RAILWAYS AND ROADS
[To the Editor of the SPECTATOR.] Snt,—Your leading article is on the right lines so far as it goes, but it does not reach its true destination. I need not discuss the old allegation, which you do not quite endorse, that the railway companies strangled the canals. In fact the canal directors were so strong in both Houses of Parliament that they blackmailed the railways, which had nothing to fear from the canal boat.
The real point now is that road transport is a subsidized industry, and a much more serious burden on the tax-payer or rate-payer than the sugar-beet industry. Road vehicles only compete with the railway because they are allowed to throw most of their running expenses on the rate-payer. Mere hauling is a small part of the cost of railway service. If the railway companies could throw their track expenses on someone else, as the road concerns do, they could cut down their passenger fares and goods charges by one-half.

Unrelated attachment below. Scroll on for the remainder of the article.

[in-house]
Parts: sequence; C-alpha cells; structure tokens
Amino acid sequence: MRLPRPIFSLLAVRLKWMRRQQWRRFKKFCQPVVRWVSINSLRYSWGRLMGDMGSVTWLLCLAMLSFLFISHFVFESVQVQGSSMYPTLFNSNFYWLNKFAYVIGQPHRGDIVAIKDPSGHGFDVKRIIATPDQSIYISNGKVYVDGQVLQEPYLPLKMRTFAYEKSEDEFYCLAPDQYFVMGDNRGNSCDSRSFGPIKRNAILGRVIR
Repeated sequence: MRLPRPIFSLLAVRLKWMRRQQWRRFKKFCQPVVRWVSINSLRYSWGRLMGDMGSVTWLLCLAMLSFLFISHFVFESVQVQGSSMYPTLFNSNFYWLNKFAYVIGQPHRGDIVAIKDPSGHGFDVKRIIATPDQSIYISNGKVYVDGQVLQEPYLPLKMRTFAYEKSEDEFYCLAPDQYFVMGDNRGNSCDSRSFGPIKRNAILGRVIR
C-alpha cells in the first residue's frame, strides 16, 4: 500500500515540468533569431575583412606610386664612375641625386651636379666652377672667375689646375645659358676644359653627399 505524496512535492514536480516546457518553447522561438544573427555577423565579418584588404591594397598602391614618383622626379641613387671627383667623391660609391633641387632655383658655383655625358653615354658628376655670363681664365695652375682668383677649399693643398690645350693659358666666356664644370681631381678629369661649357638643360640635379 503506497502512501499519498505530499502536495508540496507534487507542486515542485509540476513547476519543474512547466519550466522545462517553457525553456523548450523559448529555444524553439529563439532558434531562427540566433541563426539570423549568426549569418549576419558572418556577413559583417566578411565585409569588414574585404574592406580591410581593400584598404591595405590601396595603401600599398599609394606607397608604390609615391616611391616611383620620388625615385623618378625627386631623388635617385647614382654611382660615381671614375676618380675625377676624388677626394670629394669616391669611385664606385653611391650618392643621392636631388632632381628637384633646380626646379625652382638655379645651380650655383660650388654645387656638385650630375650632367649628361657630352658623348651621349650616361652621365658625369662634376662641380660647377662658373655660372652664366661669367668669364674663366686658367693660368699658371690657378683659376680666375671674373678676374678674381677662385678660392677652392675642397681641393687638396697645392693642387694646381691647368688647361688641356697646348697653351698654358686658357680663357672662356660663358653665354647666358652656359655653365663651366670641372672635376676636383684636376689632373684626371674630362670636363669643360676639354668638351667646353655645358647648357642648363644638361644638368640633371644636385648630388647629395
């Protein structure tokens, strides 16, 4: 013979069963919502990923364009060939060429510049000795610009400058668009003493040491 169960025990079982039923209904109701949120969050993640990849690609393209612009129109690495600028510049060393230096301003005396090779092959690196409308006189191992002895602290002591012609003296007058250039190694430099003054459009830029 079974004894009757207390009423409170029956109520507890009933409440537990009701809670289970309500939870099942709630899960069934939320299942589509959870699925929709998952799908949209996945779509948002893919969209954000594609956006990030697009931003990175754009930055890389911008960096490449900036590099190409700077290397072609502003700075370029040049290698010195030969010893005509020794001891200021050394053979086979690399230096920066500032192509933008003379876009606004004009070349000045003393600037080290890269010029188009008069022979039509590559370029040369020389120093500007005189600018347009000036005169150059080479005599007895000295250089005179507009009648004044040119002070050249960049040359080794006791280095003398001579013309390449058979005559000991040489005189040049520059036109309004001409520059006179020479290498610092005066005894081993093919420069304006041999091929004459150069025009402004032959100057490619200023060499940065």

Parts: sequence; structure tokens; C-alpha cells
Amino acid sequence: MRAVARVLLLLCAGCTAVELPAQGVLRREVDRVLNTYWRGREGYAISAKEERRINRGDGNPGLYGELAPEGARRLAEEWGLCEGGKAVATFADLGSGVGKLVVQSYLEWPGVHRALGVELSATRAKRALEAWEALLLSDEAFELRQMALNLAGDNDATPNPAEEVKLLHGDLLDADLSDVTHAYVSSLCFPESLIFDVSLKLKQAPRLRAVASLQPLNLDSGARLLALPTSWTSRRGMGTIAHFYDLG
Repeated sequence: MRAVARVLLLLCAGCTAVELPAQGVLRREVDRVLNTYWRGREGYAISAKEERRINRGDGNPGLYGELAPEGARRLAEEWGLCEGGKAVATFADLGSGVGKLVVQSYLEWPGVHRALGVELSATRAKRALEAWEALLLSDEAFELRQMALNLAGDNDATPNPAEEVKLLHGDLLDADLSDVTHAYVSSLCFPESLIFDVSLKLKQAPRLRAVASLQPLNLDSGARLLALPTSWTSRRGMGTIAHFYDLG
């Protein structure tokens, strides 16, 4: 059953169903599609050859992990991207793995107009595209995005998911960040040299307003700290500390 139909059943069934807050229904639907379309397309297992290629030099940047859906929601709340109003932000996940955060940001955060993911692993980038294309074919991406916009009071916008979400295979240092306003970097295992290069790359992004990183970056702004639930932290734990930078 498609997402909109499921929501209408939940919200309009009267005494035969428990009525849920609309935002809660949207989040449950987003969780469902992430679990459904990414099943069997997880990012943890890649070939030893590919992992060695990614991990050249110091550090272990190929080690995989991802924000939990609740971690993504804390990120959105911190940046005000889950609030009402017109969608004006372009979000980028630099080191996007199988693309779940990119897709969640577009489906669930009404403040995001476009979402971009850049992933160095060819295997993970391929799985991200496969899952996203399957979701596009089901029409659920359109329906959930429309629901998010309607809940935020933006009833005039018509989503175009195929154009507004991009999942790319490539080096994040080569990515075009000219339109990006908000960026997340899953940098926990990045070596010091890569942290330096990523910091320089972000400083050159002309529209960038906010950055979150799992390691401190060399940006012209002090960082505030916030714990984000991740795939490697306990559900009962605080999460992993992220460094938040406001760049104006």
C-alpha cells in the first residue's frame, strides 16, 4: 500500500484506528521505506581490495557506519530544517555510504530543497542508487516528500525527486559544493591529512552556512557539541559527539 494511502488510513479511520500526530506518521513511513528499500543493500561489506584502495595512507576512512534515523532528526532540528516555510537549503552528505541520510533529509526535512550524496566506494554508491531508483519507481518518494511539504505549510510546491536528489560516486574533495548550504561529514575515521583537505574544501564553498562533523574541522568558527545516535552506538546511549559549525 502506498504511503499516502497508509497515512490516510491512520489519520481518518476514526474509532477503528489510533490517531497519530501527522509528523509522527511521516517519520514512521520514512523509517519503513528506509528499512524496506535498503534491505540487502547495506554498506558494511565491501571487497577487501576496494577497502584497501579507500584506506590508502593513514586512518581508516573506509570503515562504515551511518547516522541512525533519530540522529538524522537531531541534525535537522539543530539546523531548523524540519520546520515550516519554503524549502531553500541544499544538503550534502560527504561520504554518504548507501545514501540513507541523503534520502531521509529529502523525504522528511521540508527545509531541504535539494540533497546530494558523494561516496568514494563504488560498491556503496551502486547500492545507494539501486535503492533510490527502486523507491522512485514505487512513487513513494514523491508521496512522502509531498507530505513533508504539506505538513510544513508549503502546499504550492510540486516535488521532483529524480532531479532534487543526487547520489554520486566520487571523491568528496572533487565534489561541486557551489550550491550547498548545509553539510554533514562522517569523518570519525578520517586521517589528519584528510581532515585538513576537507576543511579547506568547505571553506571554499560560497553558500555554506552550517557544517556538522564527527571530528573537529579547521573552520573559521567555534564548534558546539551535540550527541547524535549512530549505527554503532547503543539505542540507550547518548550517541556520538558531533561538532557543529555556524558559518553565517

Under the Railways Act of 1921 the companies are bound, in effect, to carry all the traffic offered to them in return for the dividends of 1913, plus a commission of 20 per cent. on whit they earn beyond that level. Indeed, road traffic is carried at the expense of the rate-payer, railway traffic at the expense of the shareholder. Therefore the public interest requires that traffic should go by rail wherever the railway is available.
Mr. Churchill must be hard pressed to balance his Budget. May I suggest that he should obtain another £10 millions or more by increasing the licence duties paid by the heavier motor vehicles ? I believe that every big lorry costs the rate-payer several hundred pounds a year.—I am, Sir, &c., J. E. ALLEN. 1 Mitre Court Buildings, Temple, E.G. 4.